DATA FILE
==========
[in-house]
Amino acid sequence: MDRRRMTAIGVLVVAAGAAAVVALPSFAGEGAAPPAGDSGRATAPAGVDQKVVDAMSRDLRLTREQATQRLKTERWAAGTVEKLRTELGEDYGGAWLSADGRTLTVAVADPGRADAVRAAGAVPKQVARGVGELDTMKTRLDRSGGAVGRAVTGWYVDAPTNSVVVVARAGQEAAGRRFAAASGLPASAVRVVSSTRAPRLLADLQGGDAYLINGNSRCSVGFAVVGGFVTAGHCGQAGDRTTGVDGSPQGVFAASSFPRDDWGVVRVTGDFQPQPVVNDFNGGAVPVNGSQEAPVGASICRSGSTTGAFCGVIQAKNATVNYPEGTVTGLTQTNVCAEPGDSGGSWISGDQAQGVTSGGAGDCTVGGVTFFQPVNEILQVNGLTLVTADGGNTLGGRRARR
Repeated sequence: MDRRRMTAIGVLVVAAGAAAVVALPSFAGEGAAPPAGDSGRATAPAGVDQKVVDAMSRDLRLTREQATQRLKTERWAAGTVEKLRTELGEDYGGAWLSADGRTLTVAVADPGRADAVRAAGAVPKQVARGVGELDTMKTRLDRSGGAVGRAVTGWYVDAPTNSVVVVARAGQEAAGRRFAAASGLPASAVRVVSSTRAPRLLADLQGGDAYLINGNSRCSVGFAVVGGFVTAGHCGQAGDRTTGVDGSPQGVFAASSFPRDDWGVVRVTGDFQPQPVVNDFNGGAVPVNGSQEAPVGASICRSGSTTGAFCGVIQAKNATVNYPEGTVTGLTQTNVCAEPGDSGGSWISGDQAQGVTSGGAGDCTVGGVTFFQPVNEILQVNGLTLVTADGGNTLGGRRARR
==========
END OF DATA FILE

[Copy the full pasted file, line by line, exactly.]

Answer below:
[in-house]
Amino acid sequence: MDRRRMTAIGVLVVAAGAAAVVALPSFAGEGAAPPAGDSGRATAPAGVDQKVVDAMSRDLRLTREQATQRLKTERWAAGTVEKLRTELGEDYGGAWLSADGRTLTVAVADPGRADAVRAAGAVPKQVARGVGELDTMKTRLDRSGGAVGRAVTGWYVDAPTNSVVVVARAGQEAAGRRFAAASGLPASAVRVVSSTRAPRLLADLQGGDAYLINGNSRCSVGFAVVGGFVTAGHCGQAGDRTTGVDGSPQGVFAASSFPRDDWGVVRVTGDFQPQPVVNDFNGGAVPVNGSQEAPVGASICRSGSTTGAFCGVIQAKNATVNYPEGTVTGLTQTNVCAEPGDSGGSWISGDQAQGVTSGGAGDCTVGGVTFFQPVNEILQVNGLTLVTADGGNTLGGRRARR
Repeated sequence: MDRRRMTAIGVLVVAAGAAAVVALPSFAGEGAAPPAGDSGRATAPAGVDQKVVDAMSRDLRLTREQATQRLKTERWAAGTVEKLRTELGEDYGGAWLSADGRTLTVAVADPGRADAVRAAGAVPKQVARGVGELDTMKTRLDRSGGAVGRAVTGWYVDAPTNSVVVVARAGQEAAGRRFAAASGLPASAVRVVSSTRAPRLLADLQGGDAYLINGNSRCSVGFAVVGGFVTAGHCGQAGDRTTGVDGSPQGVFAASSFPRDDWGVVRVTGDFQPQPVVNDFNGGAVPVNGSQEAPVGASICRSGSTTGAFCGVIQAKNATVNYPEGTVTGLTQTNVCAEPGDSGGSWISGDQAQGVTSGGAGDCTVGGVTFFQPVNEILQVNGLTLVTADGGNTLGGRRARR